But much of his work is cultural, as he tries to reduce the stigma associated with mental illnesses. This is almost always relevant when Crosby is working with a child or young adult and his or her parents. And mental illness frequently visits the young. The American Psychiatry Association says that 50 percent of mental illnesses begin by age 14, and 75 percent of cases begin by age 24.
Many of those young people are confused and frightened. They have a condition they do not fully understand. The parents feel the same way and they feel guilt. Crosby starts reminding them of important facts from the very beginning. He relies on a handful of truths to help people stop feeling guilty and start getting ready to work.
“It’s a physical illness,” Crosby tells patients and their families. “It is not willpower, and it is not bad parenting.” He also reminds them that they are not alone. “There are a lot of really sick people.”
So many, in fact, that Crosby keeps adding staff. There are now 65 medical personnel at the center, including psychiatrists, nurse practitioners and therapists. Twenty of them have been hired in the past year, trying to keep up with an increase in demand since the start of the COVID-19 pandemic laid bare so much suffering. “Mental health workers are the ‘last responders’ of the pandemic,” he said.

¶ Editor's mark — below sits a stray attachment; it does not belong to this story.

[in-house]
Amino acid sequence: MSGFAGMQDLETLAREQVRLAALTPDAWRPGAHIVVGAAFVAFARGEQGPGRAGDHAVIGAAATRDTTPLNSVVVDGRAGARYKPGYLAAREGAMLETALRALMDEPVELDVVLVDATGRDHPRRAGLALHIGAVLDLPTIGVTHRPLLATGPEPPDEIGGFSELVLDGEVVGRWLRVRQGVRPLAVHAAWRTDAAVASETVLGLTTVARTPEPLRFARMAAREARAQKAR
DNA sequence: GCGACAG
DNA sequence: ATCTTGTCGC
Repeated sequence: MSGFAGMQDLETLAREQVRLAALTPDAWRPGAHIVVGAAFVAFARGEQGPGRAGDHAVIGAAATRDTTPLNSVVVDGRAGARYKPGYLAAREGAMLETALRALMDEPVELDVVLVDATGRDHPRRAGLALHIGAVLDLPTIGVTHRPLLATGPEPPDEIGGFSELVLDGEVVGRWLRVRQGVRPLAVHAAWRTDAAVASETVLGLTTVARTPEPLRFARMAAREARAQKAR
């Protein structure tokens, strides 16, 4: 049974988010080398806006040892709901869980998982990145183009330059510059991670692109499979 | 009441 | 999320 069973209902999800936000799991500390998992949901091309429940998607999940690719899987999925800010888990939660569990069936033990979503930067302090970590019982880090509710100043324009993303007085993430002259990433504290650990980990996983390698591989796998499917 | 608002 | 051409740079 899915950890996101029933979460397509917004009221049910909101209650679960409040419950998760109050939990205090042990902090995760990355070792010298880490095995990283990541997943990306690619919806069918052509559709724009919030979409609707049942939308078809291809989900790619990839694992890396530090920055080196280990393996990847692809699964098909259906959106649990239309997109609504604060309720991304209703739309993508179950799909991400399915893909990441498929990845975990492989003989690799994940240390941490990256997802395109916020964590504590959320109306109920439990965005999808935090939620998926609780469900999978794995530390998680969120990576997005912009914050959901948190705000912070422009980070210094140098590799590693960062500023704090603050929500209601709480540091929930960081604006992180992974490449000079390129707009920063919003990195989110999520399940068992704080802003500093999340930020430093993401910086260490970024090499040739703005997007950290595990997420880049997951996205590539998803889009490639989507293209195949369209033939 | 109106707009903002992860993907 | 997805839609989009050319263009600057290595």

While COVID-19 will never be considered a good thing, it has brought the topic of mental health to the forefront. The pandemic was too pervasive, and the consequences too dire, for people to ignore. Especially when so much of the suffering landed on school-age children who were stripped of their routines. It was suddenly time for people to move mental health to the front burner.
“America is not good about talking about this,” Crosby said. “Mental health is threatening.”
One group, however, is more willing to talk about how they are feeling and what needs to be done about it. “Younger people are far more comfortable talking about mental health,” Crosby said. He finds that development “wonderful and inspiring.”
And necessary. Crosby acknowledges that mental health is legitimately hard for people to talk about. He does not think that’s because they don’t care. It is more complicated than that. It is, he said, an “authenticity paradox.”
People know how debilitating mental illness can be, that it can affect anybody, and they know it is deeply unfair. Rather than building empathy or concern, however, this leaves people frightened. They respond to that fear by trying to believe that people with mental illness somehow did something wrong, or that perhaps they are just not strong enough to handle it. Instead of talking it through, people choose to simply ignore it. Or avoid it, anyway.
But this problem is not going to go away; it is pervasive. Somewhere between one in four and one in five people will experience a diagnosable mental illness. Some situations, of course, are less urgent than others. It is often the most dire cases that walk through the door at the Lindner Center of Hope, which has seen patients from all 50 states and 10 foreign countries.